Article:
One of the first lessons law students learn about the American legal system is the difference between civil and criminal law. The fundamental distinction is how the guilty or culpable party is punished. If a defendant (or respondent) in a civil trial loses, he will be ordered to pay the plaintiff monetary damages. By comparison, if the defendant in a criminal case loses, he may have to pay a fine and spend time behind bars. The defendant in a civil trial is never punished by incarceration in prison or in jail.
The reason behind this is that the respondent in the civil case did not commit an actual crime. More often than not, he is guilty of either direct or indirect negligence — which is not against the law. For example, he may have taken his eyes off the road while driving and ploughed into another car. Yes, he made a mistake, but it was not a crime because he did not do it deliberately. That said, if the driver of the other car was hurt in the collision or crash, he may be able to file a lawsuit.
Direct Vs. Indirect Negligence
Car accidents are a textbook example of direct negligence, i.e., one party was directly responsible for the crash. But there are also cases where the respondent was not directly responsible for the plaintiff’s injury. Let’s say, for example, that the mailman trips and breaks his ankle on your front steps. Can he sue? The answer is maybe. If your front steps had fallen into a state of disrepair, and you did not address the issue in a timely manner, he may be able to sue for damages.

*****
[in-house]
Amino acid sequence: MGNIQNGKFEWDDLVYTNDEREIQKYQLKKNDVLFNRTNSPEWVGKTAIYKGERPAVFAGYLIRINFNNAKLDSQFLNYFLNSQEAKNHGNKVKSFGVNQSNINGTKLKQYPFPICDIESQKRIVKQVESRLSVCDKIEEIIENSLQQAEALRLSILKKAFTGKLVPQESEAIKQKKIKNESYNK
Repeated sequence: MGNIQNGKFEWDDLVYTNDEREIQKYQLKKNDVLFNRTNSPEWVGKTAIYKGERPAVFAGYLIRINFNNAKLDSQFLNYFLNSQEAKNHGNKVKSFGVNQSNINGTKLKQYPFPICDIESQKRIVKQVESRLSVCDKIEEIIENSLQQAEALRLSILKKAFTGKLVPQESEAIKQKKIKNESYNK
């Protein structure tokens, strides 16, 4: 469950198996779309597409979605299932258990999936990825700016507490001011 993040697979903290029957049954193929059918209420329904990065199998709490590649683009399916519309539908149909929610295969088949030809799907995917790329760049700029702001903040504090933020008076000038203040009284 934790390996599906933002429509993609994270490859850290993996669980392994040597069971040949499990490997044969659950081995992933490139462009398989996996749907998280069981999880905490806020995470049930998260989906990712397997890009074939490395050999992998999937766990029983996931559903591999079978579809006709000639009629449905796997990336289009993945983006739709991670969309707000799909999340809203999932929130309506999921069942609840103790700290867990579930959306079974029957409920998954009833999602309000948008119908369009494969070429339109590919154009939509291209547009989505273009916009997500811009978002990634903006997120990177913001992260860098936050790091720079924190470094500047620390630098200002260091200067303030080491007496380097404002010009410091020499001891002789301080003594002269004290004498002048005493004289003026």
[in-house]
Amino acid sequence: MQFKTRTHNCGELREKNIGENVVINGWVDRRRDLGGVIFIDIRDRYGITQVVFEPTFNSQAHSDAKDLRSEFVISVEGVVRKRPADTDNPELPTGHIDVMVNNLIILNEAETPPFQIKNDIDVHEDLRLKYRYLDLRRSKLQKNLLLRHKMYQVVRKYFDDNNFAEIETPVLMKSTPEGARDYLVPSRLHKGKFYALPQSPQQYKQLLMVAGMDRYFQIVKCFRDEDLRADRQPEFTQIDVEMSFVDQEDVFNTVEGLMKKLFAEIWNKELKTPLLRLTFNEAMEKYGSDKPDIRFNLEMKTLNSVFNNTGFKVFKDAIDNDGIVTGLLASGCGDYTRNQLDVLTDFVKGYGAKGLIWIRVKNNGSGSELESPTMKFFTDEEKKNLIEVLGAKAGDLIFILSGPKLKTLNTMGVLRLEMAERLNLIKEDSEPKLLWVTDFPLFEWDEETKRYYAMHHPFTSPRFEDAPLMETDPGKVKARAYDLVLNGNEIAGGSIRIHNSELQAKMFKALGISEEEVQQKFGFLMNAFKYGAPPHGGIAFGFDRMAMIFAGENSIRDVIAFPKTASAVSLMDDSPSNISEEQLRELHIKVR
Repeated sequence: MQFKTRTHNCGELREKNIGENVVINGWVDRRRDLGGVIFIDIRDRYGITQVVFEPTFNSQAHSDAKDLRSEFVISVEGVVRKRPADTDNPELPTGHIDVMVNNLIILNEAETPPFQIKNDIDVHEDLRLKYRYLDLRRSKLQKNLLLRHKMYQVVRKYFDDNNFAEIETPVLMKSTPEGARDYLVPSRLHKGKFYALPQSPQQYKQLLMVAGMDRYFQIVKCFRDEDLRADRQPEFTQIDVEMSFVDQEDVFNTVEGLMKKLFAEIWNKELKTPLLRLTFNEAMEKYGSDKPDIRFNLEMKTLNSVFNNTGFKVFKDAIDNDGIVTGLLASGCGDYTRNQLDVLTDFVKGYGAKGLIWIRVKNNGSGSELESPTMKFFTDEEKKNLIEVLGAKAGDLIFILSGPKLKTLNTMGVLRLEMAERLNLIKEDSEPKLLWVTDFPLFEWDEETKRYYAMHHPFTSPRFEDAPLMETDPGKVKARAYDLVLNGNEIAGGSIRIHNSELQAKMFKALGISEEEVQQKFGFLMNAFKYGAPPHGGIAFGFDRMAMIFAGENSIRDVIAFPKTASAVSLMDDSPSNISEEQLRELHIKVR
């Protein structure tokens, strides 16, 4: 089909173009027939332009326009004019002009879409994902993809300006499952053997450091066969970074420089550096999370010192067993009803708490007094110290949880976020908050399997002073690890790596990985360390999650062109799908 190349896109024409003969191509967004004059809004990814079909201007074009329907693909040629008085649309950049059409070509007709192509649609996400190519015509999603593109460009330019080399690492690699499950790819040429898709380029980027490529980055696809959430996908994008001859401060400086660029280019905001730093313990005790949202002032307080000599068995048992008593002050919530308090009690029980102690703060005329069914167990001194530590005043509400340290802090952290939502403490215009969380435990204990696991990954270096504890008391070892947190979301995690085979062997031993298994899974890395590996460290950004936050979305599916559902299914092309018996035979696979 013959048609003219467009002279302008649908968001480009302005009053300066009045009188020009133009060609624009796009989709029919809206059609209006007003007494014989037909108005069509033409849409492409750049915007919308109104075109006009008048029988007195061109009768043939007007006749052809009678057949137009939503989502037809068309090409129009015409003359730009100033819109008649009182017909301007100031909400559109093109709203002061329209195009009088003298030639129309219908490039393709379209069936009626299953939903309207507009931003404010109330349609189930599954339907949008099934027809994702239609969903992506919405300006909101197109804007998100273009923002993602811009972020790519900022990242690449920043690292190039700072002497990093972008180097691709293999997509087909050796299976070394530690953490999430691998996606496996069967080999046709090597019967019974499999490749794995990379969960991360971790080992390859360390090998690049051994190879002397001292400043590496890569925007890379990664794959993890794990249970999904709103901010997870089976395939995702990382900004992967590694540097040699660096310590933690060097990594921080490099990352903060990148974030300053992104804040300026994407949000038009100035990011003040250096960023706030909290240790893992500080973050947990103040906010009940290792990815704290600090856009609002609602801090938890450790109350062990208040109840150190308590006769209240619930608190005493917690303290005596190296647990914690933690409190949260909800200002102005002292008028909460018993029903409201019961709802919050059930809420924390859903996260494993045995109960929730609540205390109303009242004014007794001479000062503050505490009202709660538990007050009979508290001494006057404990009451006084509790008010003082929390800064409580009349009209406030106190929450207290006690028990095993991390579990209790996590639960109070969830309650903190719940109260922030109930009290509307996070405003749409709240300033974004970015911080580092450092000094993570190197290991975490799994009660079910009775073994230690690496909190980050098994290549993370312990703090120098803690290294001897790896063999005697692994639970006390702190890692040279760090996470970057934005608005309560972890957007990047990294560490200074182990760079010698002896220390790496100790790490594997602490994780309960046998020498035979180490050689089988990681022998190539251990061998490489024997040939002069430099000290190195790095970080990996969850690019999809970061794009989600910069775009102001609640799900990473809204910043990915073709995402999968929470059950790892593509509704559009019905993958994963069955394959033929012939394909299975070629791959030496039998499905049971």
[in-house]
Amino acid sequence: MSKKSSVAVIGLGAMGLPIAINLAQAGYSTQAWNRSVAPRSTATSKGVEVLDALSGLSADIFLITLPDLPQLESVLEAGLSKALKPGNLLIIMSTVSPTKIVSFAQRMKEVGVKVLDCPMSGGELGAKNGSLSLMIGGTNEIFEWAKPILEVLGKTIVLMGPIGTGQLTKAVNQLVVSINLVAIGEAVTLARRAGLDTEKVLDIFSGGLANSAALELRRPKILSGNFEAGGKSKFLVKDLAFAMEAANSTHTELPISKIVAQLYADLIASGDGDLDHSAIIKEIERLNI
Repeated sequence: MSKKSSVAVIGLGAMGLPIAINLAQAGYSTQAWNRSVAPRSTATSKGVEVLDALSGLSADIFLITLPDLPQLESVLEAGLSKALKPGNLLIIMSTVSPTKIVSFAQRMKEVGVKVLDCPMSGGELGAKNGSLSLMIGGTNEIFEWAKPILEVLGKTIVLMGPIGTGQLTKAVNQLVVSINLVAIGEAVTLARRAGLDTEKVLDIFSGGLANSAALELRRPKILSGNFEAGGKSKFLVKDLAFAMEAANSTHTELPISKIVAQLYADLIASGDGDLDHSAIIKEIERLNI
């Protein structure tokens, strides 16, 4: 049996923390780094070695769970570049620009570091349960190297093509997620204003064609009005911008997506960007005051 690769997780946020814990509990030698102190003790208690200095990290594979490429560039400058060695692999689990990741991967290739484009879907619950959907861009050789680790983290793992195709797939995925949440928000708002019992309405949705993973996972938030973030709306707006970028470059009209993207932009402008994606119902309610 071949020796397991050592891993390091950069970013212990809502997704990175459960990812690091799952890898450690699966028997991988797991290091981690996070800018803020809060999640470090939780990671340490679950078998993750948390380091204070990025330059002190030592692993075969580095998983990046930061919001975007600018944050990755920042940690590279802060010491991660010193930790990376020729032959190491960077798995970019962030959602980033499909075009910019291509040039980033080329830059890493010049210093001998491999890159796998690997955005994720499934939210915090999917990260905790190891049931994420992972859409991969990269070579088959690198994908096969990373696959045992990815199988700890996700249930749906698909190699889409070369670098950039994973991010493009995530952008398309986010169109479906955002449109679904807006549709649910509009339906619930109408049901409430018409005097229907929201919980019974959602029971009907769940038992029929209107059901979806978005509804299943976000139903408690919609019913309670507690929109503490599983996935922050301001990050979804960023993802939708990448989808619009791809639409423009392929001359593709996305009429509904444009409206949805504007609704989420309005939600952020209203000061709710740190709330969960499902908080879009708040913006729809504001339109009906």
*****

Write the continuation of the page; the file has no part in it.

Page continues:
When Can A Suit Be Filed?
According to the law, personal injury is a type of tort that can be filed whenever harm is caused as the result of negligence or the failure to use reasonable care. A plaintiff can sue for monetary compensation whenever physical or emotional damage results in financial loss. For example, if a motorist is involved in a car accident that was not his fault and is hurt, he may sue for medical expenses, as well as for pain and suffering and loss of wages.
Once again, personal injury cases are civil, not criminal matters. As such, the plaintiff does not have to prove that the respondent broke the law, but merely that he is liable because he failed to exercise reasonable care. This can be difficult to prove, especially in cases where the respondent was not directly negligent. It is for this reason that you should always contact a personal injury law firm to find out about your legal options.
What Happens Next?
Most personal injury suits never make it to court. The reason for this is simple — most plaintiffs only ask for what they are entitled to. But without the advice and guidance of an experienced attorney, they may not be able to convince the defendant to settle. Lengthy and expensive court battles often ensue.